The challenges of today were identified as fast, very frequent publications pushing alternative facts, low quality, negative and controversy oriented content in order to gain high numbers of clicks which nowadays still act as key KPIs for advertisers. As most of the publishers still depend these days on advertising income for their online outlets, the goal was set to search for and establish not only independent trust check mechanisms but also alternative business models for publishers. That way they can focus online on what they already do best in print — producing high quality and trustworthy content without chasing controversy driven clicks.
The 3 biggest industry trends
From the technology and innovation perspective, there are three big trends to keep an eye on.
When I look ahead to where computing is heading, it’s clear to me that we are evolving from a mobile-first to an AI-first world — Sundar Pichai, Google CEO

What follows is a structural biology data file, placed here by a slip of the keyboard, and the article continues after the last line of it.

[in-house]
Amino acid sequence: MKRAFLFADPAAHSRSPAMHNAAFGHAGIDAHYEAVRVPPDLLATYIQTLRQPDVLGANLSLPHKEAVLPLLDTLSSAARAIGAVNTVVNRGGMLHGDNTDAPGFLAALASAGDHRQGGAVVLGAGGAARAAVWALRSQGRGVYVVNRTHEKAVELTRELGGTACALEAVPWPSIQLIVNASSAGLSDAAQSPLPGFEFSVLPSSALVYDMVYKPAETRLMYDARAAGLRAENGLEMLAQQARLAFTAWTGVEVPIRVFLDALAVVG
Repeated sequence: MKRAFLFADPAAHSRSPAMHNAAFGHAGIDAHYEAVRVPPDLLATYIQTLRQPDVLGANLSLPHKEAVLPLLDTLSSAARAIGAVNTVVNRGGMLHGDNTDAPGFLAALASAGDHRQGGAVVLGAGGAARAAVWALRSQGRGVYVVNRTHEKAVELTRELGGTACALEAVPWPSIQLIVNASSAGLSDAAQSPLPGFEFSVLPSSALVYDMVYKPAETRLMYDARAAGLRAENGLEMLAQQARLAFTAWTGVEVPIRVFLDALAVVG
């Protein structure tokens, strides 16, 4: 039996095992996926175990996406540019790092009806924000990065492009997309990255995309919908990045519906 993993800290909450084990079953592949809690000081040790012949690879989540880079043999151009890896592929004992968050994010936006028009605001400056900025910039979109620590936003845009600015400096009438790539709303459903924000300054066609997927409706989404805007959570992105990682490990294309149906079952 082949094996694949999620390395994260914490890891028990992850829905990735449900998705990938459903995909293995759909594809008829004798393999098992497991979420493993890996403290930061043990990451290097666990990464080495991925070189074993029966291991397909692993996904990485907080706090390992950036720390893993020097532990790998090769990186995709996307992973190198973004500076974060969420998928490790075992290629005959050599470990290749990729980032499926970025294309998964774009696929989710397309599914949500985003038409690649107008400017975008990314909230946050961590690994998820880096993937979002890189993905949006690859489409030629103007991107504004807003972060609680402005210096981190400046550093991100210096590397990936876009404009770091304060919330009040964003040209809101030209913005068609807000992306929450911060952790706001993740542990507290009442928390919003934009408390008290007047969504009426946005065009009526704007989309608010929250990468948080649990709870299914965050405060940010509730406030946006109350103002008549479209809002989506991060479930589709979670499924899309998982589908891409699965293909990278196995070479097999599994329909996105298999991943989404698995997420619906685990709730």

1. From mobile first to AI first
The first trend is very relevant to the core idea of our own product POST and is described as shifting from mobile first to AI first world. Matt Feigel from Google Cloud had a great speech about where and how to start experimenting with Artificial Intelligence and Machine Learning, and how this trend can be applied and tested in digital newsroom. According to him, all you need is a C-level sponsor inside your organisation, a defined machine learning use case, data and interdisciplinary team of data scientists, and engineers dedicated to the project. He revealed some success cases and step by step guides on how to start experimenting but finished off with reminding us that Artificial Intelligence and Machine Learning are not the goals by itself. They are the means and tools to achieve them. So as always, vision and business value comes first.
2. Voice first, touch secondary